Most visitors experiencing the beauty of our historic Azalea Way flowering cherries probably have no idea of how labor intensive it is for the UW Botanic Gardens horticulture staff to maintain cherry tree health.
Just ask our Integrated Pest manager, Ryan Garrison. Ryan, with staff support, spends many days throughout the year monitoring and controlling the numerous diseases and insect pests our 175+ cherry trees suffer from. Our rainy climate doesn’t help one bit, especially when dealing with the most notable disease during blossom time: a fungus known as Cherry Blossom Brown Rot. Yucko! The good news is any new cherries we plant need to show a reasonable level of resistance. The not so good news is many of our older early bloomers, the ones extremely susceptible to the brown rot fungus, need to be protected with fungicide applications during their bloom period. As with all of our pest issues, we start with cultural and mechanical control efforts before resorting to chemical controls. The following Integrated Pest management (IPM) program discusses our best management practices for the control of blossom brown rot. If you are interested in planting cherries for your home garden, I’ve included a list of cherries recommended for our PNW climate, all have good to excellent resistance to blossom brown rot.
Cherry Blossom Brown Rot
Causal fungal agent is known as Monolinia fructicola. The fungus overwinters on infected twigs and dried fruit on the tree or ground. The fungal spores are spread in the spring by wind and rain through the blossoms, causing twig dieback. As part of the UWBG IPM program, moving toward the goal of eliminating the use of all synthetic pesticides is our intention.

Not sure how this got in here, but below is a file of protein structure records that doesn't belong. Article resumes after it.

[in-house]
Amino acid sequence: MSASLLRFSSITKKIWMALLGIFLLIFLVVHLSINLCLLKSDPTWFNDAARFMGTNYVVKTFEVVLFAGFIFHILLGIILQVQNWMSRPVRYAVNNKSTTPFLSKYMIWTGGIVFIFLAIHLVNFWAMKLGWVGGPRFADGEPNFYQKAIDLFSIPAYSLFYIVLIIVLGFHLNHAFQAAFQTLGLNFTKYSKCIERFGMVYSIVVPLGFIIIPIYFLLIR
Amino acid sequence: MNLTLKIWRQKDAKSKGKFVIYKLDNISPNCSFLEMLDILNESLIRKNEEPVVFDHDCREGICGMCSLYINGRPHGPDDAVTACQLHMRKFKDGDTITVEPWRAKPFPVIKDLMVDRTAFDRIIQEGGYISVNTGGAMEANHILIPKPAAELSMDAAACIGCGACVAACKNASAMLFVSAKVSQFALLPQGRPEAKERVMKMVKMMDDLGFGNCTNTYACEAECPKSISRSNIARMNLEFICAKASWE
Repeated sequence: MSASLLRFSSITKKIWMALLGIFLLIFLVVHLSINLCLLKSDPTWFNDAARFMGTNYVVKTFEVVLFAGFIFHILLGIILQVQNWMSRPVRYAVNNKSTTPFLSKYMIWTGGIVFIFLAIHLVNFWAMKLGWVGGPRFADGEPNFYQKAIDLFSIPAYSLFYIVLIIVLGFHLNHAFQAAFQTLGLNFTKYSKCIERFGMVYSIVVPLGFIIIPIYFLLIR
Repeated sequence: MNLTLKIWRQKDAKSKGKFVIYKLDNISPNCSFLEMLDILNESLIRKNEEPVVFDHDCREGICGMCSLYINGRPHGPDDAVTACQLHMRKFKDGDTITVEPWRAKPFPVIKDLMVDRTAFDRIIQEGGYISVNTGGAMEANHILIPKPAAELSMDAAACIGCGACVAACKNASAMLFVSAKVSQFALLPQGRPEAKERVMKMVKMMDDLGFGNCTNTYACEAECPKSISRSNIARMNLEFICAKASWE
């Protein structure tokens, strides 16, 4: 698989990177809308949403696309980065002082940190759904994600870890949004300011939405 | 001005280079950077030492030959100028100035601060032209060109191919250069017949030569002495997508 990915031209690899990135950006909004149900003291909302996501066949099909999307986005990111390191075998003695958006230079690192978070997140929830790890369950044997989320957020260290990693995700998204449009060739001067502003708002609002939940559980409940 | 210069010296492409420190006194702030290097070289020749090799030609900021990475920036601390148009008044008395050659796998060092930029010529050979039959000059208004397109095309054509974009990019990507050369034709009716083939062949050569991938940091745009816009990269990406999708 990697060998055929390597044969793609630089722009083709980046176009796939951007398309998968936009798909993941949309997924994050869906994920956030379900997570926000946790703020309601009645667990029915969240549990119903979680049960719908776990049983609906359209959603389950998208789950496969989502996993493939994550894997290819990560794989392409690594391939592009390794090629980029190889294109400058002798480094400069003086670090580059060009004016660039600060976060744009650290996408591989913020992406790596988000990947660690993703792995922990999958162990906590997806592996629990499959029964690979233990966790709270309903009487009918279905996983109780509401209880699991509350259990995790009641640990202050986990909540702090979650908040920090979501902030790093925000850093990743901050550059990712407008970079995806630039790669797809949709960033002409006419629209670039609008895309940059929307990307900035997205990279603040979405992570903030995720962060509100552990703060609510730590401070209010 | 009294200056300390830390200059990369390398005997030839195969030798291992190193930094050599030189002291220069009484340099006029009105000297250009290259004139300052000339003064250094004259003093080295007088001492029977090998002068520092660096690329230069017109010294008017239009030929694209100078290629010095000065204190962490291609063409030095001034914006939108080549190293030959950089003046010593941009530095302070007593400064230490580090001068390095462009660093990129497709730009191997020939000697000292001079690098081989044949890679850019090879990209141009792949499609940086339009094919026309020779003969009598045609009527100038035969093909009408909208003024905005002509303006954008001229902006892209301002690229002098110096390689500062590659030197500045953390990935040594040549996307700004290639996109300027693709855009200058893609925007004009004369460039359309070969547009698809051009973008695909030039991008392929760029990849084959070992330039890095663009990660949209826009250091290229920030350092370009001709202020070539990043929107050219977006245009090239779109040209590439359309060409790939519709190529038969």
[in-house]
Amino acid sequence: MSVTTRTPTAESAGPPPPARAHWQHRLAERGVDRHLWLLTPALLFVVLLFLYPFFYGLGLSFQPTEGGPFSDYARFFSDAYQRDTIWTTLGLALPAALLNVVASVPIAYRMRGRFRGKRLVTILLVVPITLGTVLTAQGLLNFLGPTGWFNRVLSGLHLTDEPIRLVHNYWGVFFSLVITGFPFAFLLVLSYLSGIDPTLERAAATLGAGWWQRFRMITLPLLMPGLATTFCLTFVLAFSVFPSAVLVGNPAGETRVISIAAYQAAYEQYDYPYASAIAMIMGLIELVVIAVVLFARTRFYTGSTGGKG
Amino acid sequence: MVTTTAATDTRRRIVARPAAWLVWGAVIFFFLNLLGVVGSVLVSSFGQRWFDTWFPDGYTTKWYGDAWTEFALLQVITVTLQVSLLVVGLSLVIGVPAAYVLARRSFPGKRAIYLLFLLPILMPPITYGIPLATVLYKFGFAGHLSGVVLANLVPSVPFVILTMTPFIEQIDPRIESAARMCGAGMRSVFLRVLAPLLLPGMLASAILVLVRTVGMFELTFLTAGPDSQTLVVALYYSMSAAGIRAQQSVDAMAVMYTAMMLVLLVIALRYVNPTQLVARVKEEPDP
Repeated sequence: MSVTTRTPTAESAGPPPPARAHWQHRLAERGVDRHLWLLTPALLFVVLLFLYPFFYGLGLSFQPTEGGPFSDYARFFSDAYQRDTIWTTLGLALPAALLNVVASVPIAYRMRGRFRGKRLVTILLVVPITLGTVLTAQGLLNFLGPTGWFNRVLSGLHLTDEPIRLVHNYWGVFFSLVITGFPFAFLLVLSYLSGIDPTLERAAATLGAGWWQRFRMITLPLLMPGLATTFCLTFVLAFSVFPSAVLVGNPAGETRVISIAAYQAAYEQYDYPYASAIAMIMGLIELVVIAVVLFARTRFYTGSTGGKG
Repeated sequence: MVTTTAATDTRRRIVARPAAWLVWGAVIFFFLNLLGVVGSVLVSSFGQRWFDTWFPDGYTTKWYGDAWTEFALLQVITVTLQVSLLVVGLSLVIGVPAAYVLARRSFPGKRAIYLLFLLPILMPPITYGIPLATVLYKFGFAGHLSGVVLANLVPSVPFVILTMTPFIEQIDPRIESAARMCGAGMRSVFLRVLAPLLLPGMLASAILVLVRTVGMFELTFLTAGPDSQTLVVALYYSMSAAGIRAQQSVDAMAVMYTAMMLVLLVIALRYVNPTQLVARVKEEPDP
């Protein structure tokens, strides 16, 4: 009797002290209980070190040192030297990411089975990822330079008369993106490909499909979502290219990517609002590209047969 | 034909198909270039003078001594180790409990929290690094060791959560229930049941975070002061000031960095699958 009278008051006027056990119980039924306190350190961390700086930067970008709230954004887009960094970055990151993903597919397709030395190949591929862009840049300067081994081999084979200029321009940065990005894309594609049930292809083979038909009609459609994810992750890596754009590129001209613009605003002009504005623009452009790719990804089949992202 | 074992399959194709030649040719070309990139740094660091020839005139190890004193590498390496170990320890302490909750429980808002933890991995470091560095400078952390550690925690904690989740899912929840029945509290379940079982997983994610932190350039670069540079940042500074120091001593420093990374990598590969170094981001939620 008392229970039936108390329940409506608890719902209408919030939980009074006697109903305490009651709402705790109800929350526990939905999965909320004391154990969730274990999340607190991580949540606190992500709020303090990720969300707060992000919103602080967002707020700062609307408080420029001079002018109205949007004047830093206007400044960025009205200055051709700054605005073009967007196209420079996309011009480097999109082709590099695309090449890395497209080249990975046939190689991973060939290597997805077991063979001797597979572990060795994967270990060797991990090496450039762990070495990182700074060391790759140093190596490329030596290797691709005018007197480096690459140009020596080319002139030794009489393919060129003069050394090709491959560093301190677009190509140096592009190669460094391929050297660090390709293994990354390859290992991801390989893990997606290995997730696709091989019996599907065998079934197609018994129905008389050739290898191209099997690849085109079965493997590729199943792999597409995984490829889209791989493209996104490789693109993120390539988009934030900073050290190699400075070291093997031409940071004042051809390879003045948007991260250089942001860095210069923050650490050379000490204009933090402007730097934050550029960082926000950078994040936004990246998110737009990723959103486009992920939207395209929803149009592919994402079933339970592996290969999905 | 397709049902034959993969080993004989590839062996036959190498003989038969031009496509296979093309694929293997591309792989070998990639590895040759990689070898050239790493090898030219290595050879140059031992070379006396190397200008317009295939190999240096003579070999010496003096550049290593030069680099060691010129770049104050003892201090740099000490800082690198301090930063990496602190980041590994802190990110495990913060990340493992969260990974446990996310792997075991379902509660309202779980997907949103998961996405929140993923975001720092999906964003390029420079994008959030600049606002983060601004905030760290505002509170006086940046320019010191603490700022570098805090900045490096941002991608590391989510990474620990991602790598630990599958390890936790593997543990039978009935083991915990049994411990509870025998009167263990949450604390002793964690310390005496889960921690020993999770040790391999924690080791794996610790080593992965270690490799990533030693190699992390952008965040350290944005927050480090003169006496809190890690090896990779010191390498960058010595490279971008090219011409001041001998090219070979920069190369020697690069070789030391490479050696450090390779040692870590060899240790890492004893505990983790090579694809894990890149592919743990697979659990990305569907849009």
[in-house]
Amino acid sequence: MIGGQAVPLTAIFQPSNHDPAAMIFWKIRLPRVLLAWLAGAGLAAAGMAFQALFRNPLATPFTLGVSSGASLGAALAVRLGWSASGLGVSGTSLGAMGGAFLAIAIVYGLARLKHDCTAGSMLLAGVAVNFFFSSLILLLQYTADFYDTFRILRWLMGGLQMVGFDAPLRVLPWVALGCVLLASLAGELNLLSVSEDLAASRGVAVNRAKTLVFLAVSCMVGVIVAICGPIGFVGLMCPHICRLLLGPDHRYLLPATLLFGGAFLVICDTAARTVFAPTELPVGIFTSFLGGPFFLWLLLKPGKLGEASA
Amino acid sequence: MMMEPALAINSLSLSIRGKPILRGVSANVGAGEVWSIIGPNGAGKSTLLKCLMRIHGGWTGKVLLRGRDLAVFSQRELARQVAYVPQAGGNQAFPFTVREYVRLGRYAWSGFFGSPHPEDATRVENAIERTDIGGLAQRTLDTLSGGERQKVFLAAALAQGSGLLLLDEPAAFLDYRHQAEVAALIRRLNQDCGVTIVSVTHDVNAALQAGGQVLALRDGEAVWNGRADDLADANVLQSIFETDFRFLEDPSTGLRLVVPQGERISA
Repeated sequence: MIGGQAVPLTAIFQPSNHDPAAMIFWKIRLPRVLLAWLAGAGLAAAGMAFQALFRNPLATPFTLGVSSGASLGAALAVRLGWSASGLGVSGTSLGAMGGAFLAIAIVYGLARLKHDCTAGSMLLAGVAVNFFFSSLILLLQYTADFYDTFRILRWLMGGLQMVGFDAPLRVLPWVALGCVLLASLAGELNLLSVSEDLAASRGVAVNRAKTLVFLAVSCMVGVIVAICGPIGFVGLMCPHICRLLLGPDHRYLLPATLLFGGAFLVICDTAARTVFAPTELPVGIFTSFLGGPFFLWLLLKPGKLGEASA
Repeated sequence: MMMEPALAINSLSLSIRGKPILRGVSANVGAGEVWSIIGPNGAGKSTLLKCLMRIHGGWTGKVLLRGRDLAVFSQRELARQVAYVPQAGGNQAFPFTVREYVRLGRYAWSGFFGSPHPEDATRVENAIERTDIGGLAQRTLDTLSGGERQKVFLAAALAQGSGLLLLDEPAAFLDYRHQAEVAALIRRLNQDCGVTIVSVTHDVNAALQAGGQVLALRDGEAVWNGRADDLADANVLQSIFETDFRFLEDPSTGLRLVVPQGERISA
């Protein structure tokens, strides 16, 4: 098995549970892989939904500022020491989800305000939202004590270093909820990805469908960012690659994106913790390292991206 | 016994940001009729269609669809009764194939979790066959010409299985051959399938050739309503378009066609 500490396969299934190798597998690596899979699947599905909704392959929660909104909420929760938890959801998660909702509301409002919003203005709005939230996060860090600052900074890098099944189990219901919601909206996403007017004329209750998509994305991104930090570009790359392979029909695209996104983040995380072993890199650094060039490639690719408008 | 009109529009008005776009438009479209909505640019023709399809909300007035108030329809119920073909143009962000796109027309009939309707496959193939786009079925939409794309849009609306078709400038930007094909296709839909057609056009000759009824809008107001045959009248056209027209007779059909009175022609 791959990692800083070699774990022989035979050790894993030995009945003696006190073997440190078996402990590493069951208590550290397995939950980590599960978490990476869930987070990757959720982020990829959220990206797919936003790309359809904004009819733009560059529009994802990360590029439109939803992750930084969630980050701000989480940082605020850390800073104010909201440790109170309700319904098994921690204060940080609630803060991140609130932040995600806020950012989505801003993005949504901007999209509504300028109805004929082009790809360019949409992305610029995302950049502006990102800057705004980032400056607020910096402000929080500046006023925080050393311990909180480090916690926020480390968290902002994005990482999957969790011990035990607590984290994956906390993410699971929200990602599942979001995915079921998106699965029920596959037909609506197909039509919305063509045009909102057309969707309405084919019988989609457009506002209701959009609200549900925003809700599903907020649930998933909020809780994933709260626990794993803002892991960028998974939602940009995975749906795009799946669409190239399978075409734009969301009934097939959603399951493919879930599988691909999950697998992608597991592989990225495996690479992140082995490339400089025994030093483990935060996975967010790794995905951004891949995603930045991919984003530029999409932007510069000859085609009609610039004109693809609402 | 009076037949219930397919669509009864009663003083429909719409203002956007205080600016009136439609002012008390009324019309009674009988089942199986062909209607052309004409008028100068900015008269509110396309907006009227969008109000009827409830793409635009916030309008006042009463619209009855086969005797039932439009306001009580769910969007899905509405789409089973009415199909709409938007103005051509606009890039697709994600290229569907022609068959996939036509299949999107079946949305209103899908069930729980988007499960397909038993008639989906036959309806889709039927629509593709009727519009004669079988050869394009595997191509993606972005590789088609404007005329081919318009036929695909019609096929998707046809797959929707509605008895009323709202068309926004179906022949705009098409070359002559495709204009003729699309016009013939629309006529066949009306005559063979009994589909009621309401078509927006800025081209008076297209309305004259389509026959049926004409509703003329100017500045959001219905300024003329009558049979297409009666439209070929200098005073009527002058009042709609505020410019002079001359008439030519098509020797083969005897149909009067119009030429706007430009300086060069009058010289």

IPM relies on many strategies to manage plant health care.
- Proper ID of the pest and its life cycle
- Regular monitoring of the plants
- The use of physical, mechanical, cultural, and biological controls
- Chemical controls used as a last resort*
- Least toxic chemicals used
* All spray applications are in compliance with WSDA pesticide regulations. Sign postings are located at all entrances and Graham Visitor Center. Spray applications are scheduled based on timing and weather. We do our best to apply when public are not present. For more information, pls contact, David Zuckerman at 206-543-8008 or email@example.com
The cherries are pruned in early fall to remove infected twigs and improve air circulation. Tree rings are given a fresh coat of mulch in the fall to bury any infected plant material that may be on the ground. In our Cherry Replacement program we are only using cultivars that are resistant to Blossom Brown Rot.
Cherries recommended for the PNW
- Prunus ‘Berry Cascade Snow’
- Prunus ‘Kwanzan’ syn. ‘Sekiyama’
- Prunus ‘Pink Flair®’
- Prunus ‘Royal Burgundy’
- Prunus ‘Shirofugen’
- Prunus ‘Shirotae’
- Prunus ‘Snow Goose’
- Prunus subhirtella var. ascendens
- Prunus x yedoensis ‘Shidare Yoshino’